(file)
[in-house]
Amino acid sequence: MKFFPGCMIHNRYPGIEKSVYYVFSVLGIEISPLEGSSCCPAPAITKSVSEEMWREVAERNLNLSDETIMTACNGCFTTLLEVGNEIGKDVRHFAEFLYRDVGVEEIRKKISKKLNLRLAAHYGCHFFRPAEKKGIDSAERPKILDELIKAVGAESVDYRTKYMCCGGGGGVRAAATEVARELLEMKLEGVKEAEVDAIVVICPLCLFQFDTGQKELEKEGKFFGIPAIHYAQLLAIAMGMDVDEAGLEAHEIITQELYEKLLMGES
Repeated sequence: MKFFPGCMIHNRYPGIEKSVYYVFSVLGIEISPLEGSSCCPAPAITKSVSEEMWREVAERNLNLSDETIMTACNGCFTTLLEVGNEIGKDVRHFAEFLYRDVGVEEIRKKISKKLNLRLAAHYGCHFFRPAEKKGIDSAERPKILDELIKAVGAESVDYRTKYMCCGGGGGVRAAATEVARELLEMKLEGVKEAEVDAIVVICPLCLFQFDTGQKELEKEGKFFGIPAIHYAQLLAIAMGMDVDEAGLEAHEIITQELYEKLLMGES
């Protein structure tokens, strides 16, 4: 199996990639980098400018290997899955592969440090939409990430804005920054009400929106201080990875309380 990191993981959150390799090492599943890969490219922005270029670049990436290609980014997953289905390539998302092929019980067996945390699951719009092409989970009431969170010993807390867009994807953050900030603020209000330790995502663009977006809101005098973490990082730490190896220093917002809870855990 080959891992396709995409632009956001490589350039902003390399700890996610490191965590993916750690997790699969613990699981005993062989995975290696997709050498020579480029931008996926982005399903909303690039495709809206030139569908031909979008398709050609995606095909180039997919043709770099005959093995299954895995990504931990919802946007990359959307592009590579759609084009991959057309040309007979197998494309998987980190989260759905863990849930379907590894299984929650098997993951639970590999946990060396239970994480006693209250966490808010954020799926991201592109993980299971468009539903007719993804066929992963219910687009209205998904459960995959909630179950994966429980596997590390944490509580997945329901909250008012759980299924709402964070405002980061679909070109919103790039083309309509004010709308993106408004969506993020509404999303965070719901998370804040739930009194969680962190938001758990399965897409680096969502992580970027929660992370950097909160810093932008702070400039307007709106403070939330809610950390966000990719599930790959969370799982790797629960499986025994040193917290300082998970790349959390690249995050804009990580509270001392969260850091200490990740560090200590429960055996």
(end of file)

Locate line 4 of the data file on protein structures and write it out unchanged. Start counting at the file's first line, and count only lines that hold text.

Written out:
């Protein structure tokens, strides 16, 4: 199996990639980098400018290997899955592969440090939409990430804005920054009400929106201080990875309380 990191993981959150390799090492599943890969490219922005270029670049990436290609980014997953289905390539998302092929019980067996945390699951719009092409989970009431969170010993807390867009994807953050900030603020209000330790995502663009977006809101005098973490990082730490190896220093917002809870855990 080959891992396709995409632009956001490589350039902003390399700890996610490191965590993916750690997790699969613990699981005993062989995975290696997709050498020579480029931008996926982005399903909303690039495709809206030139569908031909979008398709050609995606095909180039997919043709770099005959093995299954895995990504931990919802946007990359959307592009590579759609084009991959057309040309007979197998494309998987980190989260759905863990849930379907590894299984929650098997993951639970590999946990060396239970994480006693209250966490808010954020799926991201592109993980299971468009539903007719993804066929992963219910687009209205998904459960995959909630179950994966429980596997590390944490509580997945329901909250008012759980299924709402964070405002980061679909070109919103790039083309309509004010709308993106408004969506993020509404999303965070719901998370804040739930009194969680962190938001758990399965897409680096969502992580970027929660992370950097909160810093932008702070400039307007709106403070939330809610950390966000990719599930790959969370799982790797629960499986025994040193917290300082998970790349959390690249995050804009990580509270001392969260850091200490990740560090200590429960055996």